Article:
Spain beat Sweden 2-1
Euro 2008 produces yet more last-gasp drama when tournament top scorer David Villa netted in stoppage time to give Spain a win over Sweden. Special: Euro 2008Updated: Jun 15, 2008 01:57 IST
Euro 2008 produced yet more last-gasp drama on Saturday when tournament top scorer David Villa netted in stoppage time to give Spain a 2-1 win over Sweden and put them on the verge of the quarter-finals.
The teams had looked to be settling for a 1-1 draw that would have still left both well placed in Group D ahead of the later game between holders Greece and Russia until Villa broke clear to expertly put away his fourth goal of the tournament.
Villa also hit a hat-trick in their opening 4-1 win over Russia on Tuesday.
There have now been seven goals scored in stoppage time from 15 matches so far.
Fernando Torres had given Spain an early lead with a goal that meant every team in the June 7-29 tournament hosted by Switzerland and Austria have now conceded at least one.
Zlatan Ibrahimovic, who scored a cracker in Sweden's opening 2-0 win over Greece, levelled later in the first half.
Greece are the only team in the tournament not to have scored -- albeit from only one game -- but if they fail to win later in Salzburg (1845 GMT kick-off) then Spain will advance along with already-qualified Portugal, Croatia and Netherlands.
A second defeat for Greece would send the holders out.
Halftime in the later match on Saturday represents the exact halfway mark in the 31-game tournament.
The first eight days have certainly produced some excellent football and unexpected results, not least in Friday's action, and the fallout from Group C was widespread and varying.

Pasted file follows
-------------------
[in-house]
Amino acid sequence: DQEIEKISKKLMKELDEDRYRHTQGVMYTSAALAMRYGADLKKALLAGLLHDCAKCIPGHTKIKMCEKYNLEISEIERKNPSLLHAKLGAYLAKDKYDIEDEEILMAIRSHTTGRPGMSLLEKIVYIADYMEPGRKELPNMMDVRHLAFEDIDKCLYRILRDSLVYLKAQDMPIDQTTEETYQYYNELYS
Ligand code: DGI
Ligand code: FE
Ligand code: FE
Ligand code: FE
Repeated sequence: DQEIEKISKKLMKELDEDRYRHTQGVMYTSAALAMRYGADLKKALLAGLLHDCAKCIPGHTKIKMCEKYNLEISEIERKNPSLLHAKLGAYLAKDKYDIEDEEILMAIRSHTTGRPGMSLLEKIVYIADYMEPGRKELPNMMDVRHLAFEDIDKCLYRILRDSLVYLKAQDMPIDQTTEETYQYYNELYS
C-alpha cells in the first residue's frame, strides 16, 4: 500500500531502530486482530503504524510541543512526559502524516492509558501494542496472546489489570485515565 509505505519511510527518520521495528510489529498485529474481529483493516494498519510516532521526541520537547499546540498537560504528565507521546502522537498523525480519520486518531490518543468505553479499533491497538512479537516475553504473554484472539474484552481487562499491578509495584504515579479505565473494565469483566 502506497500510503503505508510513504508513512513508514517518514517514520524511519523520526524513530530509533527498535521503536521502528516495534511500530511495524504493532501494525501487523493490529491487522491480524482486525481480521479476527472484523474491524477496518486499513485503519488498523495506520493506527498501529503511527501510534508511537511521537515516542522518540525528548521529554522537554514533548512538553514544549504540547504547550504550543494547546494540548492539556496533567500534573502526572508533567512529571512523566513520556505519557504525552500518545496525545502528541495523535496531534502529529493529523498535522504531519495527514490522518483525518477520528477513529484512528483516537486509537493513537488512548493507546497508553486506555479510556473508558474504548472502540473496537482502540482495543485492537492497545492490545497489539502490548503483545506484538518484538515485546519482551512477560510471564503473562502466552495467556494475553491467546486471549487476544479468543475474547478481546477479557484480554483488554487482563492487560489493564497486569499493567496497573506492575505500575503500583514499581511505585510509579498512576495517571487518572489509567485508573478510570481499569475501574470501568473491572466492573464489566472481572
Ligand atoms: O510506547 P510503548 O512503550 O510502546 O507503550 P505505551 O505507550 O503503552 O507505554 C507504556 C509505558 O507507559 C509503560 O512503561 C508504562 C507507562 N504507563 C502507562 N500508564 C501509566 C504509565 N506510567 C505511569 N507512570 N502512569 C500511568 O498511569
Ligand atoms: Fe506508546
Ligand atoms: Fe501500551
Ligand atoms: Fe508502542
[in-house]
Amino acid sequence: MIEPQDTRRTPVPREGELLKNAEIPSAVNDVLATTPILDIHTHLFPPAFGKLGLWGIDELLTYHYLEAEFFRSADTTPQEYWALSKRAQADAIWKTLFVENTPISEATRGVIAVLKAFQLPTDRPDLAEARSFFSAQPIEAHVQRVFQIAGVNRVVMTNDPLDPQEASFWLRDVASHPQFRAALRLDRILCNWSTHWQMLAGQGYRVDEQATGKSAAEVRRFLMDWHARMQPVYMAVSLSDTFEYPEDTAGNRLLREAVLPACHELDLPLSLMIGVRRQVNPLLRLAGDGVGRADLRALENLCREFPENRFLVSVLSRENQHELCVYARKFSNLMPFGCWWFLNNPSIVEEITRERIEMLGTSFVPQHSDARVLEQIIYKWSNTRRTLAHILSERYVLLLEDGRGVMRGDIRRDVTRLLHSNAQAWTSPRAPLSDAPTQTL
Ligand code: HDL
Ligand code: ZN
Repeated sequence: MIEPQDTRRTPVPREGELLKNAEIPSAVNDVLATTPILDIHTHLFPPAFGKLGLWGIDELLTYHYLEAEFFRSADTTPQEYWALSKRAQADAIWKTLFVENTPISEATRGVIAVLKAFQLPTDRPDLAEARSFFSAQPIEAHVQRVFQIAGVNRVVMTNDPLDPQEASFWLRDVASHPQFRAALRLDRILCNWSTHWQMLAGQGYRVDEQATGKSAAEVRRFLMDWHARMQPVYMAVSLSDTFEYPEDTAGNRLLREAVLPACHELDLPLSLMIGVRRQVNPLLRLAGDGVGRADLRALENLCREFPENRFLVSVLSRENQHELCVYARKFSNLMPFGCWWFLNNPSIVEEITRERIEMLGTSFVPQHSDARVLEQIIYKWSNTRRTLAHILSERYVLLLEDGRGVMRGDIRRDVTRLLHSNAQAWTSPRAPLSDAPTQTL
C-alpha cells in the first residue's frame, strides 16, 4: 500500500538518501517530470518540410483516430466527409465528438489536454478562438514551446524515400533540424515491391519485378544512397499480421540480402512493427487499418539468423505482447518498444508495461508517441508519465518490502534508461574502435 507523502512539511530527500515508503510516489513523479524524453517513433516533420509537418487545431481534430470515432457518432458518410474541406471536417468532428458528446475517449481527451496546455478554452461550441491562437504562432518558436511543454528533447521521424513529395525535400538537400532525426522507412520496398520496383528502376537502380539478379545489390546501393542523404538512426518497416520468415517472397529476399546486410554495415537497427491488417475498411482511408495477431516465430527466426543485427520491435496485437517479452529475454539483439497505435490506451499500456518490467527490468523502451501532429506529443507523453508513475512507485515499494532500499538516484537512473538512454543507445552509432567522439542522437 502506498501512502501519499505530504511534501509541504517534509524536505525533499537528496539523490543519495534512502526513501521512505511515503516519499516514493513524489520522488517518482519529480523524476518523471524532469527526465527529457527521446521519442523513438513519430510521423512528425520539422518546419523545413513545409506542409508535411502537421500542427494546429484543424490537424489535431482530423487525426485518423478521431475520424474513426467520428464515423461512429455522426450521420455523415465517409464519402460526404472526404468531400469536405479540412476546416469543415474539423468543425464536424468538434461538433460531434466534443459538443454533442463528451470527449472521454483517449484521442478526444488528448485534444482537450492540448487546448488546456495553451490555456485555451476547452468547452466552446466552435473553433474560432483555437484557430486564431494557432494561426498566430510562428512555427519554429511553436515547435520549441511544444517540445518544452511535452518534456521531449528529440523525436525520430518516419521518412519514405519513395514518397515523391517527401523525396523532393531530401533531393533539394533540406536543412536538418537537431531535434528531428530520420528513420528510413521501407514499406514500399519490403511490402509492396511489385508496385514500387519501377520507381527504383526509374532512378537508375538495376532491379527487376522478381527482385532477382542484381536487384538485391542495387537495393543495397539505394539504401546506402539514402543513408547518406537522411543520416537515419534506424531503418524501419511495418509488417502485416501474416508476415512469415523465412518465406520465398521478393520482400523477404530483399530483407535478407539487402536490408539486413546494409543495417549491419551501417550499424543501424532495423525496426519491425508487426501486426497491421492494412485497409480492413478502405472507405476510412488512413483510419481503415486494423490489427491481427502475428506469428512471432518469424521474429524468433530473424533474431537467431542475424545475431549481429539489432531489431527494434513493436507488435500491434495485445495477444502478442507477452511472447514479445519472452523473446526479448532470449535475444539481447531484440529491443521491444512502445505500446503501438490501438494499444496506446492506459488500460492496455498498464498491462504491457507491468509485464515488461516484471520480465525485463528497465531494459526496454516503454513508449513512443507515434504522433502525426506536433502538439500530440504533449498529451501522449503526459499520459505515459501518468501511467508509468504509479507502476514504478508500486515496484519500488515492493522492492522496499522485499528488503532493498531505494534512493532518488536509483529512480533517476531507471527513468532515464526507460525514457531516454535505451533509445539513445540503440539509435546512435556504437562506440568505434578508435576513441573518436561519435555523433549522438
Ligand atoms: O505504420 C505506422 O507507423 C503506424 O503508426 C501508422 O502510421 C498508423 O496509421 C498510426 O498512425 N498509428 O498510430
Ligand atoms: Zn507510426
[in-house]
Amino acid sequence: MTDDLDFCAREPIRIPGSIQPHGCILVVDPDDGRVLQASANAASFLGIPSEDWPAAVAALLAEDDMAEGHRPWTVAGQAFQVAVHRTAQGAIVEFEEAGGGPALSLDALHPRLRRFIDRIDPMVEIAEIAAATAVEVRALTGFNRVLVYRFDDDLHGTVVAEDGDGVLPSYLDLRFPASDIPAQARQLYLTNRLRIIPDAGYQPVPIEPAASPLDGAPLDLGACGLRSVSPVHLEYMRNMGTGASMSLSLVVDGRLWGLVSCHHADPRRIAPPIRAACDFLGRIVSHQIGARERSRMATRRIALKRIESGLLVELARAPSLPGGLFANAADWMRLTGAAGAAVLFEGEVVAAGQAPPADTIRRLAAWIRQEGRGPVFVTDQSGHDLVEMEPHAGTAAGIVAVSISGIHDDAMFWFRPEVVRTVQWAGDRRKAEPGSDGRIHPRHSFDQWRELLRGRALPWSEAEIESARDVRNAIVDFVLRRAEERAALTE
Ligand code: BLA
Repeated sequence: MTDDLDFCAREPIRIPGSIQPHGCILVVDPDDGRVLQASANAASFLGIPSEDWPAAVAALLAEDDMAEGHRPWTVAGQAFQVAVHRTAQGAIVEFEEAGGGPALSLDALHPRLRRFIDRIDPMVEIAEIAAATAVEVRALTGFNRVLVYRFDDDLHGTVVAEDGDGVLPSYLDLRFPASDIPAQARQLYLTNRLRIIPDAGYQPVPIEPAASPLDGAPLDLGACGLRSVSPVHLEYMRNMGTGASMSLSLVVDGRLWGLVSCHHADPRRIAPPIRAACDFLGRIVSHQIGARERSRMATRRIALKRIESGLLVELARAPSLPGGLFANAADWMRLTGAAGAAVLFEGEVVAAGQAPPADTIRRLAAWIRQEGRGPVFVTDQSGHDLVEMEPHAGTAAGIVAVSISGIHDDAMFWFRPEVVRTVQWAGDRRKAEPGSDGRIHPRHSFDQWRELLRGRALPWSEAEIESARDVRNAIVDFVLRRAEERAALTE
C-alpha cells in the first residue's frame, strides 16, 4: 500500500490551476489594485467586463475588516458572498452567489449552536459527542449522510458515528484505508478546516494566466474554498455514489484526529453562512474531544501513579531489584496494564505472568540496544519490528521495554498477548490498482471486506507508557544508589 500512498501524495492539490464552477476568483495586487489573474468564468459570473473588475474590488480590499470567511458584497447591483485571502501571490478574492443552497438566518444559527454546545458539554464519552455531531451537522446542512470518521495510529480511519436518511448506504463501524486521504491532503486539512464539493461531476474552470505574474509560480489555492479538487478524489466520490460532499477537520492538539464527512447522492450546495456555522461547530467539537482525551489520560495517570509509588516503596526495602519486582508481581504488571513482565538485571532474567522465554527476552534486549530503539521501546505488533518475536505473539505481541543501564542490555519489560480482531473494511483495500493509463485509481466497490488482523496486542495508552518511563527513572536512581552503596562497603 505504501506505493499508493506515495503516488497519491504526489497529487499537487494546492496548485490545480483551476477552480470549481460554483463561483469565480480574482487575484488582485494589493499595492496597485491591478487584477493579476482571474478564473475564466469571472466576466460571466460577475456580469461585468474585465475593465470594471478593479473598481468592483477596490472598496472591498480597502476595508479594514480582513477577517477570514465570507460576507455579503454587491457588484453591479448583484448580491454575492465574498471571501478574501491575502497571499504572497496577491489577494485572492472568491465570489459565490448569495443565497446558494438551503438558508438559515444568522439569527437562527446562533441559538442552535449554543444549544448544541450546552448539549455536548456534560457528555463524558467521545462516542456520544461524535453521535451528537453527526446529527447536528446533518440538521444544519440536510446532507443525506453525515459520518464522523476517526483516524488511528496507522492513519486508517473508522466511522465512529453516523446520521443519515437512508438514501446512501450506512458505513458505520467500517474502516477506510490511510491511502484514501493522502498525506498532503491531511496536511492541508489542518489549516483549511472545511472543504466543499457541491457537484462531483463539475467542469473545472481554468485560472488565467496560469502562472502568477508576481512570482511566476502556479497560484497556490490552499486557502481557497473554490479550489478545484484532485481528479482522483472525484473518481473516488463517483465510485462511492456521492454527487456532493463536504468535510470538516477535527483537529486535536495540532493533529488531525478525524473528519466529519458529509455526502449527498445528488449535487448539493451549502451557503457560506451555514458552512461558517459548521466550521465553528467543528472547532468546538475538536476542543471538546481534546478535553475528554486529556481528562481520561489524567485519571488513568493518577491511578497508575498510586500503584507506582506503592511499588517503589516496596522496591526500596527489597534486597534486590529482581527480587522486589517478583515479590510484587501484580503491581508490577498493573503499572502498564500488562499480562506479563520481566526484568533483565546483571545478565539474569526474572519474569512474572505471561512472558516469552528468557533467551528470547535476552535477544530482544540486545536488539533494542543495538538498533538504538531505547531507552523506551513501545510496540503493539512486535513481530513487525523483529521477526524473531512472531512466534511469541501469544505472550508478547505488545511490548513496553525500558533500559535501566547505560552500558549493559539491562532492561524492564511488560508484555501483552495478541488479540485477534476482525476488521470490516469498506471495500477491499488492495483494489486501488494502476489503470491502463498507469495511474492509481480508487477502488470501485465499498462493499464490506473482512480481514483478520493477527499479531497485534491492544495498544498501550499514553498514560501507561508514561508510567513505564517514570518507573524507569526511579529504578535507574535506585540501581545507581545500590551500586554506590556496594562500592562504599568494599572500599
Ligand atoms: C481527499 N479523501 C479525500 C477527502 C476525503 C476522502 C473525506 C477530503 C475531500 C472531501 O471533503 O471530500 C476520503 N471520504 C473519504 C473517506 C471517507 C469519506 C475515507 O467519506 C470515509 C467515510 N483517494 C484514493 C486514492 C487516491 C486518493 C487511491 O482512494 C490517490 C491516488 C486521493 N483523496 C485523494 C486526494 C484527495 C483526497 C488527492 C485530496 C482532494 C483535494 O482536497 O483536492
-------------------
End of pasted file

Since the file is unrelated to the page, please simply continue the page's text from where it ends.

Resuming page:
Dutch fans and neutrals were purring in appreciation of the Netherlands' performance in their 4-1 thrashing of France, with comparisons to the "Total Football" of the 1970s and the 1988 European Championship-winning team proving irresistible.
Even Dutch Prime Minister Jan Peter Balkenende was caught up in the euphoria, saying that he told the players he was keeping his diary free for June 29 -- the day of the final.
More than 7.4 million of the country's population of 16 million watched the game on TV and another 150,000 were in Berne, where police reported only a few arrests for minor incidents after a long night of celebrations.
It was "woe is us" in Italy and France, however, where complaints about penalties -- one given against Italy, and saved, and one not given to France after a hopeful handball appeal -- were high among the disgruntlements.
Despite being held to a 1-1 draw by Romania, world champions Italy remain in the competition and could still reach the quarter-finals with a meagre two points such are the myriad possible outcomes from the group's final round.
Romania, who have reminded everyone that there are more than the "big three" in the so-called toughest group C, are very much still in the hunt and could also advance with a draw.
They suffered a setback, however, with the confirmation that midfielder Mirel Radoi needs facial surgery and will miss the rest of the tournament after his sickening collision with team mate Razvan Rat during Friday's game.
Interest in the tournament is extending beyond the 16 countries involved with UEFA reported that Britain, which failed to get any of its four teams into the finals, is providing the most users of the official website, which is showing a five-fold percent increase in hits from 2004.
Tournament organisers also brushed off the latest round of speculation about the 2012 event, which suggested that Spain might step in as hosts if Poland and Ukraine continue to struggle with their building and stadium redevelopment work.
The final round of group fixtures begins on Sunday when Turkey and Czech Republic meet in Geneva (1845) to fight it out for second place in Group A. A draw would produce the first shootout to decide a group game in a major tournament.
Portugal, already assured of top spot, play eliminated co-hosts Switzerland in Basel at the same time.